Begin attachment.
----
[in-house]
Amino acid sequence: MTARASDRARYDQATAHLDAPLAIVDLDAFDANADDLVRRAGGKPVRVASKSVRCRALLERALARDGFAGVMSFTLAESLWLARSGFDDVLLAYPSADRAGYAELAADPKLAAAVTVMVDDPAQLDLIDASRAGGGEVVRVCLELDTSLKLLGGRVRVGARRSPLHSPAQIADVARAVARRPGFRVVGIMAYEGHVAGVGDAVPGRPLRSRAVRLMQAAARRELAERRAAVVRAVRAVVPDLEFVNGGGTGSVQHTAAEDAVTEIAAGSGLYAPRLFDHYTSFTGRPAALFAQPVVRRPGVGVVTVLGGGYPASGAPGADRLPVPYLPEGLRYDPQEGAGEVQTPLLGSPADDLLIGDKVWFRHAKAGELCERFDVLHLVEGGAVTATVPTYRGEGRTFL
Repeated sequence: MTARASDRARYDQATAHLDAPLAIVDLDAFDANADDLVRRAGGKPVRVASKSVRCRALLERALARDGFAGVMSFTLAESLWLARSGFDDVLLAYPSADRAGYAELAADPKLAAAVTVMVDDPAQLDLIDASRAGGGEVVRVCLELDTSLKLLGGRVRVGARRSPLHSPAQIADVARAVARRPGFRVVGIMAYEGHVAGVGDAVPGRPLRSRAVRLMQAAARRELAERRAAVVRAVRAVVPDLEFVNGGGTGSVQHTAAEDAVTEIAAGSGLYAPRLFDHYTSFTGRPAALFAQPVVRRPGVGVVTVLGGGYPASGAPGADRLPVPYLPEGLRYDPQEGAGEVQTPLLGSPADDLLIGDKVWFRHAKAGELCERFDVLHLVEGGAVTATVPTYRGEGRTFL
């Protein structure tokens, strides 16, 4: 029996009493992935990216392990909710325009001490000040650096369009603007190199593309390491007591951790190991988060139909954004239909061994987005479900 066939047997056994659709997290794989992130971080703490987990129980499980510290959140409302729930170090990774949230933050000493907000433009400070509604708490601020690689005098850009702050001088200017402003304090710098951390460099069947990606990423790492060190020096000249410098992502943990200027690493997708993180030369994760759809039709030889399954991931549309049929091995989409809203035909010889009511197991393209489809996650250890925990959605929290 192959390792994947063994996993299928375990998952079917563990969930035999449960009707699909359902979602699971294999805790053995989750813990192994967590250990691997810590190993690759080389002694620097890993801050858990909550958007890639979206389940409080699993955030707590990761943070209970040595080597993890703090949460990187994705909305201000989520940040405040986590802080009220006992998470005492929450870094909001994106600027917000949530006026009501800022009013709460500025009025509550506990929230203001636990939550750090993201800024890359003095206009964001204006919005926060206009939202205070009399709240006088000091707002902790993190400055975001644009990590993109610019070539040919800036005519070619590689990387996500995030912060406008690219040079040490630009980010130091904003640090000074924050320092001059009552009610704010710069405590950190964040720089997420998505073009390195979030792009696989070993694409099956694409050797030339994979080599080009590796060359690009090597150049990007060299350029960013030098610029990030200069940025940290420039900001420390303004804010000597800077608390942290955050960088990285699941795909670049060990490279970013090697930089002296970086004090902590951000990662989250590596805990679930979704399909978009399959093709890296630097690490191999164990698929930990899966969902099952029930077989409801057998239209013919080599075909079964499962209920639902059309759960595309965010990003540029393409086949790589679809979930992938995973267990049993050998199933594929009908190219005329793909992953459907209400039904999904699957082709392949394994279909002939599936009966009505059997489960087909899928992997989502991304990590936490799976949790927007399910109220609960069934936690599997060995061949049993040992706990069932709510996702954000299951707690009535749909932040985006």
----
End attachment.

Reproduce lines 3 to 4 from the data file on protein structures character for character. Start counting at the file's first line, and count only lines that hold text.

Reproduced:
Repeated sequence: MTARASDRARYDQATAHLDAPLAIVDLDAFDANADDLVRRAGGKPVRVASKSVRCRALLERALARDGFAGVMSFTLAESLWLARSGFDDVLLAYPSADRAGYAELAADPKLAAAVTVMVDDPAQLDLIDASRAGGGEVVRVCLELDTSLKLLGGRVRVGARRSPLHSPAQIADVARAVARRPGFRVVGIMAYEGHVAGVGDAVPGRPLRSRAVRLMQAAARRELAERRAAVVRAVRAVVPDLEFVNGGGTGSVQHTAAEDAVTEIAAGSGLYAPRLFDHYTSFTGRPAALFAQPVVRRPGVGVVTVLGGGYPASGAPGADRLPVPYLPEGLRYDPQEGAGEVQTPLLGSPADDLLIGDKVWFRHAKAGELCERFDVLHLVEGGAVTATVPTYRGEGRTFL
């Protein structure tokens, strides 16, 4: 029996009493992935990216392990909710325009001490000040650096369009603007190199593309390491007591951790190991988060139909954004239909061994987005479900 066939047997056994659709997290794989992130971080703490987990129980499980510290959140409302729930170090990774949230933050000493907000433009400070509604708490601020690689005098850009702050001088200017402003304090710098951390460099069947990606990423790492060190020096000249410098992502943990200027690493997708993180030369994760759809039709030889399954991931549309049929091995989409809203035909010889009511197991393209489809996650250890925990959605929290 192959390792994947063994996993299928375990998952079917563990969930035999449960009707699909359902979602699971294999805790053995989750813990192994967590250990691997810590190993690759080389002694620097890993801050858990909550958007890639979206389940409080699993955030707590990761943070209970040595080597993890703090949460990187994705909305201000989520940040405040986590802080009220006992998470005492929450870094909001994106600027917000949530006026009501800022009013709460500025009025509550506990929230203001636990939550750090993201800024890359003095206009964001204006919005926060206009939202205070009399709240006088000091707002902790993190400055975001644009990590993109610019070539040919800036005519070619590689990387996500995030912060406008690219040079040490630009980010130091904003640090000074924050320092001059009552009610704010710069405590950190964040720089997420998505073009390195979030792009696989070993694409099956694409050797030339994979080599080009590796060359690009090597150049990007060299350029960013030098610029990030200069940025940290420039900001420390303004804010000597800077608390942290955050960088990285699941795909670049060990490279970013090697930089002296970086004090902590951000990662989250590596805990679930979704399909978009399959093709890296630097690490191999164990698929930990899966969902099952029930077989409801057998239209013919080599075909079964499962209920639902059309759960595309965010990003540029393409086949790589679809979930992938995973267990049993050998199933594929009908190219005329793909992953459907209400039904999904699957082709392949394994279909002939599936009966009505059997489960087909899928992997989502991304990590936490799976949790927007399910109220609960069934936690599997060995061949049993040992706990069932709510996702954000299951707690009535749909932040985006």